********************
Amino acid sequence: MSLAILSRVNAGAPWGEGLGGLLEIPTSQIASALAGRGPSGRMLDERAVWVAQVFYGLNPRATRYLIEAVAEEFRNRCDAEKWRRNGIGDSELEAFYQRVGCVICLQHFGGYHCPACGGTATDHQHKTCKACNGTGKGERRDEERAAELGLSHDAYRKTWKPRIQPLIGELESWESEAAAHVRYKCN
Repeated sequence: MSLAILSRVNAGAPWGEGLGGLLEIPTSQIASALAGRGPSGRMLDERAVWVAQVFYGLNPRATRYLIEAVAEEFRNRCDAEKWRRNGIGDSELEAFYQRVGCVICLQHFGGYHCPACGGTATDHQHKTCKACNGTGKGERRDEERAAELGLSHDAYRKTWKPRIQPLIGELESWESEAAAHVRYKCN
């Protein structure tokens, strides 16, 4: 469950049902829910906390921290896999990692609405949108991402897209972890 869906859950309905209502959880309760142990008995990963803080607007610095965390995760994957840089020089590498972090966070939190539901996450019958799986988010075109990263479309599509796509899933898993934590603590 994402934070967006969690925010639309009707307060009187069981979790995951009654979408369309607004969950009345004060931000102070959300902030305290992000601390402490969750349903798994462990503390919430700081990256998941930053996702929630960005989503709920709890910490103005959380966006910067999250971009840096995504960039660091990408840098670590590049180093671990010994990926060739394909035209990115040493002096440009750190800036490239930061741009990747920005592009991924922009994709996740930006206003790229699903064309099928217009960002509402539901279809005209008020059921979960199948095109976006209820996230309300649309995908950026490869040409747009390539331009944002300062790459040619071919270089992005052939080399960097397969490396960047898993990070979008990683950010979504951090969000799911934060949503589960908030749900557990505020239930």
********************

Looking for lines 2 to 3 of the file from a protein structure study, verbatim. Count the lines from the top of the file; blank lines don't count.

Repeated sequence: MSLAILSRVNAGAPWGEGLGGLLEIPTSQIASALAGRGPSGRMLDERAVWVAQVFYGLNPRATRYLIEAVAEEFRNRCDAEKWRRNGIGDSELEAFYQRVGCVICLQHFGGYHCPACGGTATDHQHKTCKACNGTGKGERRDEERAAELGLSHDAYRKTWKPRIQPLIGELESWESEAAAHVRYKCN
């Protein structure tokens, strides 16, 4: 469950049902829910906390921290896999990692609405949108991402897209972890 869906859950309905209502959880309760142990008995990963803080607007610095965390995760994957840089020089590498972090966070939190539901996450019958799986988010075109990263479309599509796509899933898993934590603590 994402934070967006969690925010639309009707307060009187069981979790995951009654979408369309607004969950009345004060931000102070959300902030305290992000601390402490969750349903798994462990503390919430700081990256998941930053996702929630960005989503709920709890910490103005959380966006910067999250971009840096995504960039660091990408840098670590590049180093671990010994990926060739394909035209990115040493002096440009750190800036490239930061741009990747920005592009991924922009994709996740930006206003790229699903064309099928217009960002509402539901279809005209008020059921979960199948095109976006209820996230309300649309995908950026490869040409747009390539331009944002300062790459040619071919270089992005052939080399960097397969490396960047898993990070979008990683950010979504951090969000799911934060949503589960908030749900557990505020239930």